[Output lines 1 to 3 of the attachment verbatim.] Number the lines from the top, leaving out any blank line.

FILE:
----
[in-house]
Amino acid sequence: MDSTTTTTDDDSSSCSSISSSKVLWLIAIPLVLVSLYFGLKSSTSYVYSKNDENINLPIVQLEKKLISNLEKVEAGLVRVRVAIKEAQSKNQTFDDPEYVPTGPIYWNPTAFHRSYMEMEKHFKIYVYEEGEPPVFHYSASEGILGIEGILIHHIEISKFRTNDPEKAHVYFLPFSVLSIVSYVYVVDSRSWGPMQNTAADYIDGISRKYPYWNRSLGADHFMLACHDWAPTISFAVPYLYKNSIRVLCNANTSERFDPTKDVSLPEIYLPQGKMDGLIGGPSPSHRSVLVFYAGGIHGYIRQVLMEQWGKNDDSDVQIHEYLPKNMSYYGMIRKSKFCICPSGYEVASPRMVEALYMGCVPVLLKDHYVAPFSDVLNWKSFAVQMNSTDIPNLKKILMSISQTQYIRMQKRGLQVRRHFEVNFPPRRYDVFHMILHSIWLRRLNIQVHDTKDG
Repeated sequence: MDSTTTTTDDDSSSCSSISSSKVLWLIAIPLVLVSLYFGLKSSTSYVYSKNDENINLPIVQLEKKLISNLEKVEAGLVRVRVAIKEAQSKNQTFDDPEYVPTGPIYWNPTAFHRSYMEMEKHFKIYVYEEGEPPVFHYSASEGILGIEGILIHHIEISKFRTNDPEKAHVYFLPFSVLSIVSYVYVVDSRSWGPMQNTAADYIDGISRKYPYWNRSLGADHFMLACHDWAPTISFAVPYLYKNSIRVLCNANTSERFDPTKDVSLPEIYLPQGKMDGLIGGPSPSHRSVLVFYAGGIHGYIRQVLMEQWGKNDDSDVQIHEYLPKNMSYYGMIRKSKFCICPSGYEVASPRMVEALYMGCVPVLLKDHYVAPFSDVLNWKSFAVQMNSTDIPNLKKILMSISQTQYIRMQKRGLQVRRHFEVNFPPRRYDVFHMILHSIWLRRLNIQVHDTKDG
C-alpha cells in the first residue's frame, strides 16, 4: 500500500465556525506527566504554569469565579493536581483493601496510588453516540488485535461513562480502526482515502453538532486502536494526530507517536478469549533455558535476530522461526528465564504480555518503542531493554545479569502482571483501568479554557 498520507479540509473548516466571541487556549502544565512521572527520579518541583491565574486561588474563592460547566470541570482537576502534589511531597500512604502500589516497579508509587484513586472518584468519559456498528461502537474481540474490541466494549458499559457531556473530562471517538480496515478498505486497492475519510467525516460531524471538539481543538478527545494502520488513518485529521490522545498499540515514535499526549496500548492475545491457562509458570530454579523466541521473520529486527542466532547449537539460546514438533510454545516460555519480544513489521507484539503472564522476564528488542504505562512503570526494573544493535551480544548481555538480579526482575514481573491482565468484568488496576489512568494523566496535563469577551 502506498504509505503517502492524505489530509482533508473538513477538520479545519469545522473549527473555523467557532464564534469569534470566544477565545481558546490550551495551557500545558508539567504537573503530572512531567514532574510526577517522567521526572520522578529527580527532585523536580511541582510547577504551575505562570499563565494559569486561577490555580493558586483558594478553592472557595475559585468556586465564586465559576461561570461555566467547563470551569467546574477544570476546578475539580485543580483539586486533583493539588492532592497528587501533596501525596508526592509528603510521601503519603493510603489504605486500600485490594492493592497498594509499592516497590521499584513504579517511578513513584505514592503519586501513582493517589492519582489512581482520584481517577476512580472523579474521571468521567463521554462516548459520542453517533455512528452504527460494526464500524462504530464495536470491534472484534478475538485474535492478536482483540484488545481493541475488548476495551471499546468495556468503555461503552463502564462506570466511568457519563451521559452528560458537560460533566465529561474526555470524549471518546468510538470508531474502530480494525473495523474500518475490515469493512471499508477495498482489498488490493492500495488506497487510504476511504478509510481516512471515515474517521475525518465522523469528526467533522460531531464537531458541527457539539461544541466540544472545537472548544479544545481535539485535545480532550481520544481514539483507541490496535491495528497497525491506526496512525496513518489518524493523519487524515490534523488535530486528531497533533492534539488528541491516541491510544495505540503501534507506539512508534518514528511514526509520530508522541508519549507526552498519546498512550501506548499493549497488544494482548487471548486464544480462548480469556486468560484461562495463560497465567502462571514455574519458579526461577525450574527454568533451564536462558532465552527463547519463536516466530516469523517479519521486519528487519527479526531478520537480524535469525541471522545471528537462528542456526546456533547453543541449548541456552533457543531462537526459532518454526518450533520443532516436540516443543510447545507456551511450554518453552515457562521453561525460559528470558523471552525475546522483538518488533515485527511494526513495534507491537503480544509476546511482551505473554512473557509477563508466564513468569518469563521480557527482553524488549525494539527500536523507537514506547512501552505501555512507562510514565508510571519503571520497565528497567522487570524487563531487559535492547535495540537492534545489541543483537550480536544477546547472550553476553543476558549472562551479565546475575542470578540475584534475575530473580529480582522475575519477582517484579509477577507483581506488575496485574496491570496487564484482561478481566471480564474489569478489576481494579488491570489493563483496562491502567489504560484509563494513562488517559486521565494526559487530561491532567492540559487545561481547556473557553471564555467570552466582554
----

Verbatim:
[in-house]
Amino acid sequence: MDSTTTTTDDDSSSCSSISSSKVLWLIAIPLVLVSLYFGLKSSTSYVYSKNDENINLPIVQLEKKLISNLEKVEAGLVRVRVAIKEAQSKNQTFDDPEYVPTGPIYWNPTAFHRSYMEMEKHFKIYVYEEGEPPVFHYSASEGILGIEGILIHHIEISKFRTNDPEKAHVYFLPFSVLSIVSYVYVVDSRSWGPMQNTAADYIDGISRKYPYWNRSLGADHFMLACHDWAPTISFAVPYLYKNSIRVLCNANTSERFDPTKDVSLPEIYLPQGKMDGLIGGPSPSHRSVLVFYAGGIHGYIRQVLMEQWGKNDDSDVQIHEYLPKNMSYYGMIRKSKFCICPSGYEVASPRMVEALYMGCVPVLLKDHYVAPFSDVLNWKSFAVQMNSTDIPNLKKILMSISQTQYIRMQKRGLQVRRHFEVNFPPRRYDVFHMILHSIWLRRLNIQVHDTKDG
Repeated sequence: MDSTTTTTDDDSSSCSSISSSKVLWLIAIPLVLVSLYFGLKSSTSYVYSKNDENINLPIVQLEKKLISNLEKVEAGLVRVRVAIKEAQSKNQTFDDPEYVPTGPIYWNPTAFHRSYMEMEKHFKIYVYEEGEPPVFHYSASEGILGIEGILIHHIEISKFRTNDPEKAHVYFLPFSVLSIVSYVYVVDSRSWGPMQNTAADYIDGISRKYPYWNRSLGADHFMLACHDWAPTISFAVPYLYKNSIRVLCNANTSERFDPTKDVSLPEIYLPQGKMDGLIGGPSPSHRSVLVFYAGGIHGYIRQVLMEQWGKNDDSDVQIHEYLPKNMSYYGMIRKSKFCICPSGYEVASPRMVEALYMGCVPVLLKDHYVAPFSDVLNWKSFAVQMNSTDIPNLKKILMSISQTQYIRMQKRGLQVRRHFEVNFPPRRYDVFHMILHSIWLRRLNIQVHDTKDG